September 10th, 2007 – by: Belluomo
Yurimaguas looked a lot better in the daylight. I discovered that there was a lot more to the town than what I had seen in the limited light of the night before, and that being a quiet Sunday night as well. Down at the port they didn’t have any information about the boat I wanted to take, even though it was the main one for the route down the river to Iquitos
. It’s not the first time that my Lonely Planet was seriously out of date with information. I found the office and they told me there were no places left on the boat that was to leave at noon. In typical Peruvian fashion, with a smile and persistence I was told by the secretary to go back to the port to the boat and to speak with the captain.
Eduardo V, our home for 2 days
When I got there I was quickly offered help by zealous locals wanting to earn a few soles as a tip for their services. Of course there was a bunk available and I had a little over an hour to get back to the center and get my stuff and buy provisions for the two day trip. A willing mototaxi driver ferried me around to various shops in the market to pick up a hammock, a pair of shorts, batteries, some sandwiches and fruit for lunch, copious amounts of bottled water, a bottle of rum and a large 3 liter of cola. With everything in tow, I got back to the Eduardo V with fifteen minutes to spare, only, again in Peruvian fashion, to wait for two more hours until the boat finally left. There were plenty of diversions in the meantime. The upper deck passengers were congregating in the common area where the hammocks were slung and a Bruce Lee tribute video was playing on the tv.
I met a nice lady and her cute little daughter and then a couple Americans when the lady asked in Spanish where the pair were from and I heard “Ohio.” I was sitting right next to them and I said, “Oh really, I’m from Ohio. Where?” “Cleveland.” “I’m from Broadview Heights!” “I’m from Berea!” Her name was Stella and I noticed that on the clipboard I was asked to fill out when I came on board there was a Stella listed above me. I talked with her and her traveling companion Austin for awhile and then the talk came back around to Cleveland when I told them I had quit my job managing a wine bar. She asked which one and I said Royal Vine. “I was there once!” she exclaimed, and then I realized in a flash that not only did I remember her, but I remembered in vivid detail her visit to Royal Vine a year ago in the summer with her friend and her friend’s brother.
View back to Yurimaguas
They sat at the first couch and had three flights of wine and then shared a glass of cabernet from the flight. I remembered asking her if she were Turkish and she was amazed that I asked that because her grandfather was Turkish. Stella has dark hair and large dark eyes and had a sweet softness in her manner that I remembered. I hoped she would come back to the wine bar because she made a big impression on me and from time to time I thought about her but she never came back. Now I see her again, many thousands of miles away on a boat plying the Peruvian Amazon waters. It’s amazing all these coincidences. I shouldn’t wonder, it seems to happen to me so much. I told Austin that I had wanted to ask her out on a date that night but I didn’t and regretted it and he said that it was fated to meet her where we would be on a boat for two days, so in the end I got my date! We talked about Baldwin Wallace and about music.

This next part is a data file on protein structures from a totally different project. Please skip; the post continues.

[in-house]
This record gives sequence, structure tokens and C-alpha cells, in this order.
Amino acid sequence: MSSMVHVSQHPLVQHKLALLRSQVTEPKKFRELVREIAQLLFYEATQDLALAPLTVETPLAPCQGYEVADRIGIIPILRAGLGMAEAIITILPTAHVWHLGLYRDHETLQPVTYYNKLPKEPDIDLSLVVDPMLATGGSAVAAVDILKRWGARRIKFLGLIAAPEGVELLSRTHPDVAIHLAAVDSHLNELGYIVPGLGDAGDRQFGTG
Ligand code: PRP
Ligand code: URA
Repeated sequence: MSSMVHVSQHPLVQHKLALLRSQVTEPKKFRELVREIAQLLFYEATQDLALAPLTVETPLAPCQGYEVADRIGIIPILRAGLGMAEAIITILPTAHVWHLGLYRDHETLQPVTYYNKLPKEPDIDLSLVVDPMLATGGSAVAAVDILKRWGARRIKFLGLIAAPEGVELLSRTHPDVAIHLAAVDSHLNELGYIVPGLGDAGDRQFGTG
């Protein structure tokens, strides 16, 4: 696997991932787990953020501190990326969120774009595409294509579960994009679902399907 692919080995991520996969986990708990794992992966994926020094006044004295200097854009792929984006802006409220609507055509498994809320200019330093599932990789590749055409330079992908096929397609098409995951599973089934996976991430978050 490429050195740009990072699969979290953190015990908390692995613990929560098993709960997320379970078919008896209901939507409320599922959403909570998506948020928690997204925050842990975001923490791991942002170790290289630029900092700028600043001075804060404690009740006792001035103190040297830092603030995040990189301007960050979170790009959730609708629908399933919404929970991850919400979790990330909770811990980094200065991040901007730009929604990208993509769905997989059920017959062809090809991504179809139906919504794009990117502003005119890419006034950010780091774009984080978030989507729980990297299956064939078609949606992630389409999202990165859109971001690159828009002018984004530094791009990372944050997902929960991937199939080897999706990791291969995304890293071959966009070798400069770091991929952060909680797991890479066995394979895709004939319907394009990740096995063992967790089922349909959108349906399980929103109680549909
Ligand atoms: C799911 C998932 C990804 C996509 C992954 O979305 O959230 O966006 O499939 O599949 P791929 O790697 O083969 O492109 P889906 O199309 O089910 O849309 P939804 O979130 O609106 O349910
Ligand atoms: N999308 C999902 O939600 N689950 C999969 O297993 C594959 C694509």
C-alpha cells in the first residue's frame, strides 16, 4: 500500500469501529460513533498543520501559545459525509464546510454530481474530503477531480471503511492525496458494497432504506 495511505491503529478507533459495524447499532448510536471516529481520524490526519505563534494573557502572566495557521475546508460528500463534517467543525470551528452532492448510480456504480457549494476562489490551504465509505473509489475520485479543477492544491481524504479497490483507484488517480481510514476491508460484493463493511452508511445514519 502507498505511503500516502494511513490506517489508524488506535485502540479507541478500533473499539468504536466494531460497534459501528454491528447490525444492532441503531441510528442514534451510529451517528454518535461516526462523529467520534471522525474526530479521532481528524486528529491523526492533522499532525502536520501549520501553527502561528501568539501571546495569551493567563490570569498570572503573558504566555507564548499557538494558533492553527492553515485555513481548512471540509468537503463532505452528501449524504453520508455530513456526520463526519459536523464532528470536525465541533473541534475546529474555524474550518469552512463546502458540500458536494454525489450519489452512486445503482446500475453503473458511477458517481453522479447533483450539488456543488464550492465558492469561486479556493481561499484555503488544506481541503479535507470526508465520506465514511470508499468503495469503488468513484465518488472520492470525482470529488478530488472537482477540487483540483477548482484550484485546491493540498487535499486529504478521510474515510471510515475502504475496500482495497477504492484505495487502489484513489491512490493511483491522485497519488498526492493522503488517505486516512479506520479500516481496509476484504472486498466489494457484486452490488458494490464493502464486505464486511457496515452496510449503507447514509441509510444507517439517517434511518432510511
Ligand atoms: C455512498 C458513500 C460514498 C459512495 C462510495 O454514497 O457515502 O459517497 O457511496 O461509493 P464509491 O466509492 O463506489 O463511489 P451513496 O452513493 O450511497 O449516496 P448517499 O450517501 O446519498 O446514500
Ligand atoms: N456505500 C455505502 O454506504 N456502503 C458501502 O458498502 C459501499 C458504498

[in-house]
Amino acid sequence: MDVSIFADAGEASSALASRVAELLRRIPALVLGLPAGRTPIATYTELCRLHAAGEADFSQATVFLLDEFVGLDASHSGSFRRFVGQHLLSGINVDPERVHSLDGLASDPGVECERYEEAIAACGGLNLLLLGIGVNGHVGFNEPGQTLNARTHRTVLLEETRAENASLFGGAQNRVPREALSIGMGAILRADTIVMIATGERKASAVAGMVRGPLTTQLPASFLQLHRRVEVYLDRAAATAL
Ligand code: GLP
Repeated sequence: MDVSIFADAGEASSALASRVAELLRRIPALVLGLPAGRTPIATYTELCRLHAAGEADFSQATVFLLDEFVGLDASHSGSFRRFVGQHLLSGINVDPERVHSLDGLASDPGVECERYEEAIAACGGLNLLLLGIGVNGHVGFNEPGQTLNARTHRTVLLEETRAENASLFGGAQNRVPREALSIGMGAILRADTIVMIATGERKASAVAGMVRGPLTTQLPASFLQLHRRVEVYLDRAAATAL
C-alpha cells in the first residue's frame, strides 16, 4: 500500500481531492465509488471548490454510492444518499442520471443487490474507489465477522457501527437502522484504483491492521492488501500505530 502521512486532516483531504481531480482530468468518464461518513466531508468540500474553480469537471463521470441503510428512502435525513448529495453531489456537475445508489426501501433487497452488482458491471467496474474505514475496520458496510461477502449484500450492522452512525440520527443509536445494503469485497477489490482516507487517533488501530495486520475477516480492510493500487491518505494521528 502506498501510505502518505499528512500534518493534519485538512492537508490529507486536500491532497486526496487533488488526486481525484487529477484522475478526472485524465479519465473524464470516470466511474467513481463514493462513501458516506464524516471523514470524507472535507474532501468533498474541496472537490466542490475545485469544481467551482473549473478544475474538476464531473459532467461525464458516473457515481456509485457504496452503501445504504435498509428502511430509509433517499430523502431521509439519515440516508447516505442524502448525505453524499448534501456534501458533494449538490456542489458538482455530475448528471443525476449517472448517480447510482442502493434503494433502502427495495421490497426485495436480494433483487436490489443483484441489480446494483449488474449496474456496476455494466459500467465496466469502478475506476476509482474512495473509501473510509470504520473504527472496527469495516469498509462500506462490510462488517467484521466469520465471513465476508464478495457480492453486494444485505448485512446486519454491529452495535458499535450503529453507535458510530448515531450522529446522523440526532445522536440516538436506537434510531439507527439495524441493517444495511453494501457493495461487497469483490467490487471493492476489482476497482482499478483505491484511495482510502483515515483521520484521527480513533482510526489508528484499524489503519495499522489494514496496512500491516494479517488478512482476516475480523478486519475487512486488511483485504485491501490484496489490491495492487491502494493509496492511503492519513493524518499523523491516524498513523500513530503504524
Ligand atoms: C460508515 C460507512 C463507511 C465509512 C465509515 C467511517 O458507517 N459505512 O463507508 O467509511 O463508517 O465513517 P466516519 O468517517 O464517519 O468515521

Sand beaches too!
She plays the violin and I brought out the violin that I had bought in Iquitos and her skill was markedly superior to mine. Her mother plays cello and I mentioned my sister Julie studying with a piano teacher at BW. So we had a lot to talk about and I enjoyed the happy coincidence that brought us to the same place at the same time by serendipity. It was a good omen for the journey.
Our company on the upper deck included a high school boys and girls basketball team from Iquitos that had been playing in Yurimaguas
for the championship, a pair of guys from Isreal, and another American. After a surprisingly tasty dinner of lomo saltado (strips of beef sauted with onions and tomato) and rice, the Israelis broke out a hookah pipe and I offered rum and cokes all around.
Stella and I played the violin and then the Israelis put on their iPod. Later we watched the vivid stars and marveled at the zig zag route the boat was making down the river. There must have been a reason for aiming at one bank and then correcting course and heading for the other but we couldn’t figure it out. As long as we didn’t go aground we would be happy. Austin and I talked to the bursar of the boat, a very friendly lady from Pucallpa
. The one American had said that she asked him, “Are you looking for trouble?” in a coquettish way when he boarded and I said that she was extremely friendly to me too so we were all wondering what her true motive might have been.
After talking to her for awhile we determined that it was harmless and that she was just very friendly and nothing more.